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Comments

I agree Kim- I AM against the dairy industry though- big business BS and murder of cows that don't produce milk anymore...they make it seem like the animals are all happy and well taken care of. They should be honest and say what really goes on behind closed doors...its all about MONEY MONEY MONEY -

Are you kidding me? Early onset puberty? You think that is why people are opposed to rBST products? You're kidding, right?

I did a google search on rBST, because I don't know much about it (except that no one is worried about it causing premature bleeding), and I prefer to adequately educate myself before entering the oral boxing ring. I immediately was given a list of websites opposing the use of the added hormone. No one encourages it. And only those profiting financially from its use will defend it. I chose to post the following. It is not from a radical animal rights website- its from a competitors. Stonyfield. A valid and successful member of the dairy business world. They're not concerned for the health of pre-pubescent girls, they're concerned for the well being of their cows and the dairy community as a whole. For an organization that blogs about how healthy cows have names, and brags about how Washington cows are the most productive (funny, you didn't mention the use of rBST in that blog...), I'd think you'd be more concerned about "Sunshine" and her friends, too.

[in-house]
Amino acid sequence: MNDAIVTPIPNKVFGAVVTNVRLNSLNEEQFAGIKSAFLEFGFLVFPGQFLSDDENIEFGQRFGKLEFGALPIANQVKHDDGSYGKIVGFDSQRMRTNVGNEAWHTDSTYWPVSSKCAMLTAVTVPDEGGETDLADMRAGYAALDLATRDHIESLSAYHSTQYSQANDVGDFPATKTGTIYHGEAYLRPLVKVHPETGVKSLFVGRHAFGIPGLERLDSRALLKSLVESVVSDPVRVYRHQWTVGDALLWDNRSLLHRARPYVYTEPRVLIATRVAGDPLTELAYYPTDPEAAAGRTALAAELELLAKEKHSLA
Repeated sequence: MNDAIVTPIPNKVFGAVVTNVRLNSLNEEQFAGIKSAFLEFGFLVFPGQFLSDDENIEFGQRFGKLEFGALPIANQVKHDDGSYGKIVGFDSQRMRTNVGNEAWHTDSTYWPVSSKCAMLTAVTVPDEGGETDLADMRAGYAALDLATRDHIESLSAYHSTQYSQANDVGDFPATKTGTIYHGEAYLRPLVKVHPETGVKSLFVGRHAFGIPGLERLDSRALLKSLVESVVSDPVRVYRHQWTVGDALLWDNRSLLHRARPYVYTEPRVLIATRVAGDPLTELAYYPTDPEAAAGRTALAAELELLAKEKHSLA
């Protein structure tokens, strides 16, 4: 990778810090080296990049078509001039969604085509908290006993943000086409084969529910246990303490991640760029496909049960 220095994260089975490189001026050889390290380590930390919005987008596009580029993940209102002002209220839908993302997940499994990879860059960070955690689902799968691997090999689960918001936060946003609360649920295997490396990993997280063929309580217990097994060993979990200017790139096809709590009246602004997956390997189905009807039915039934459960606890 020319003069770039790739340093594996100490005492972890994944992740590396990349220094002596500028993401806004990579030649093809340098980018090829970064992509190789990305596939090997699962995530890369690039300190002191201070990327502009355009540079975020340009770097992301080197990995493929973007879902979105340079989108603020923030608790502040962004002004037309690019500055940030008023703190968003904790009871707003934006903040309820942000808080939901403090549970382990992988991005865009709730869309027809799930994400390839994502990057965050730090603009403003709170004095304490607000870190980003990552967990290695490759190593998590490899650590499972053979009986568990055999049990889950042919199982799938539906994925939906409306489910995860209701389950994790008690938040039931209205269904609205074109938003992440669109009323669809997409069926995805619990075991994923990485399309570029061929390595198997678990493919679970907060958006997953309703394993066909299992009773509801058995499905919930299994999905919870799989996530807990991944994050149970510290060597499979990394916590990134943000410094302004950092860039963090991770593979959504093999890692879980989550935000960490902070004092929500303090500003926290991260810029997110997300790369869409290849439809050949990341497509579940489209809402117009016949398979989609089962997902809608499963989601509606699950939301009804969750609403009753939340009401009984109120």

Early Puberty? Really?

From the Stonyfield website:

Why we oppose rBST
All our products are made without the use of rBST, and we were the first dairy processor in the nation to pay farmers a premium to not treat cows with rBST.

A synthetic version of bovine growth hormone, rBST boosts milk production by 10–25%. USDA organic standards strictly forbid its use, and Canada and the EU have banned it.

Here’s why we oppose the use of rBST:

Family farm survival. We think the widespread use of rBST could economically devastate family farms. An increase in milk supply generally leads to a drop in the price paid to farmers. Price drops have put many farms out of business.

Cow health. rBST packaging lists many possible side effects, including swollen and ulcerated udders, skin rashes and hoof disorders. Experts say rBST increases the risk of mastitis and other udder infections by 25% and the risk of lameness by 50%. Increased cow infections could lead to increased antibiotic use, which could result in new strains of antibiotic-resistant bacteria.

There are other ways. Farmers can increase milk production safely and humanely through sound animal husbandry: good animal hygiene, optimizing cows’ living conditions and nutrition and not over-stressing cows.

Things you can do
To help keep rBST out of food production, tell your grocery store manager you’ll buy only products made without its use. With a phone call, letter or email message, thank the companies that buy milk from farmers who don’t use rBST. Anti-rBST farmers and companies need to know they’re answering consumer demand.

Urge your local parent/teacher association to prohibit your local school from buying food made with the use of rBST. You can also contact the U.S. Food and Drug Administration and urge the immediate withdrawal of rBST approval. Ask for, at the very least, federal labeling of products made with its use. The address:

U.S. Food and Drug Administration
5600 Fishers Lane
Rockville, MD 20857

For more information about rBST and products made without its use:

Consumers Union (publishers of Consumer Reports)
The Humane Farming Association
According to the FDA, no significant difference has been shown, and no test can now distinguish, between milk from rBST-treated cows and untreated cows.

Sorry, my kids won't be drinking your milk as long as you use rBST. And it has nothing to do with their menstrusl cycles.